The man behind the proposed development has taken umbrage with a public forum scheduled for Thursday where development projects in the area will be discussed.
Mitchell Schneider, president of First Interstate Properties, objected because he does not feel his side will be represented. The forum, which will be hosted by the nonprofit group , was advertised as a “forum to discuss land use and Oakwood” in the Heights Observer newspaper, which FutureHeights operates. Residents of Cleveland Heights, University Heights and South Euclid were specifically invited, but all are welcome to attend.
Schneider wrote in a letter addressed to Lloyd Bell, president of the FutureHeights board, that he wished he was asked to sit on the panel to address any issues that arise. The letter was also emailed to Cleveland Heights Patch by First Interstate Properties’ marketing department.
“If you truly want an open discussion about the proposed Oakwood development, all sides should be represented. I would have been most happy to sit on the panel, and take questions from the audience. However, you did not invite me. In fact, I only found out about this yesterday, by chance,” Schneider wrote, adding that he has a prior engagement and cannot attend.
Schneider hopes to turn the Oakwood site, which straddles South Euclid and Cleveland Heights, into about 150 acres of retail and residential properties and parkland. The company, which also developed Legacy Village, Willoughby Commons and Steelyard Commons, has already purchased the South Euclid portion and is awaiting city approval to have the area rezoned from residential to commercial.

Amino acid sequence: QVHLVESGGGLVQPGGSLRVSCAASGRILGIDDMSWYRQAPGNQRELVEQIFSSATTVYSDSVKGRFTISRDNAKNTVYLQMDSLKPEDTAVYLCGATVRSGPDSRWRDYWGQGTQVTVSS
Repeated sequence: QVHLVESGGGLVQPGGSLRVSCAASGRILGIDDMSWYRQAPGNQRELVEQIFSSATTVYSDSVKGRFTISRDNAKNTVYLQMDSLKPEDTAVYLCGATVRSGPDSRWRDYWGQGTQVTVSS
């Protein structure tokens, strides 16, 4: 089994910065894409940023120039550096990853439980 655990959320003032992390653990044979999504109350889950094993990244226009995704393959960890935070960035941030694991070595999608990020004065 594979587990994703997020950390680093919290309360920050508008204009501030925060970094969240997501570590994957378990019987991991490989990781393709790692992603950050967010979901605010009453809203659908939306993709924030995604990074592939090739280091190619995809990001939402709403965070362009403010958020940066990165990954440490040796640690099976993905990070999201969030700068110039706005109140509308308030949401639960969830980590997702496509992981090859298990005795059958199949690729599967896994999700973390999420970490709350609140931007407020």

Schneider also questioned how the forum’s three-member panel could offer “constructive comment” on the Oakwood project because they have not been directly involved. The panel will consist of Terry Schwarz, director of Kent State University’s Cleveland Urban Design Collaborative; Ed Jerse, Cuyahoga County director of regional collaboration; and Hunter Morrison, director of the newly formed Northeast Ohio Sustainable Communities Consortium.
Bell responded to the letter, dated Monday, on Tuesday and posted it on the Heights Observer website, along with Schneider’s letter. Bell wrote that while the forum was precipitated by the Oakwood development, it is intended to discuss all development that could come to the area.
“I cannot stress enough that this refers to any parcel of land in our communities,” Bell wrote. “As you can appreciate, Oakwood represents just one of many locations that have been discussed for redevelopment. As such, we chose to invoke its name in our publicity.”
Bell wrote that the forum isn’t intended for the panelists to be able to comment about specifics of the Oakwood Commons development, and instead those comments should be addressed .
“I’m glad that South Euclid has provided a number of community meetings on the topic of the Oakwood development and hope that they continue to operate in an open manner,” he wrote. “What we are hoping to achieve in hosting our forum is to get citizens to learn about the pros and cons of future development and to participate in future planning of proposals such as yours.
“What our panelists will be able to discuss is how cities with , aging housing stock and limited resources can continue to be viable communities in the face of outward migration.”
The public forum will take place at 7 p.m. at .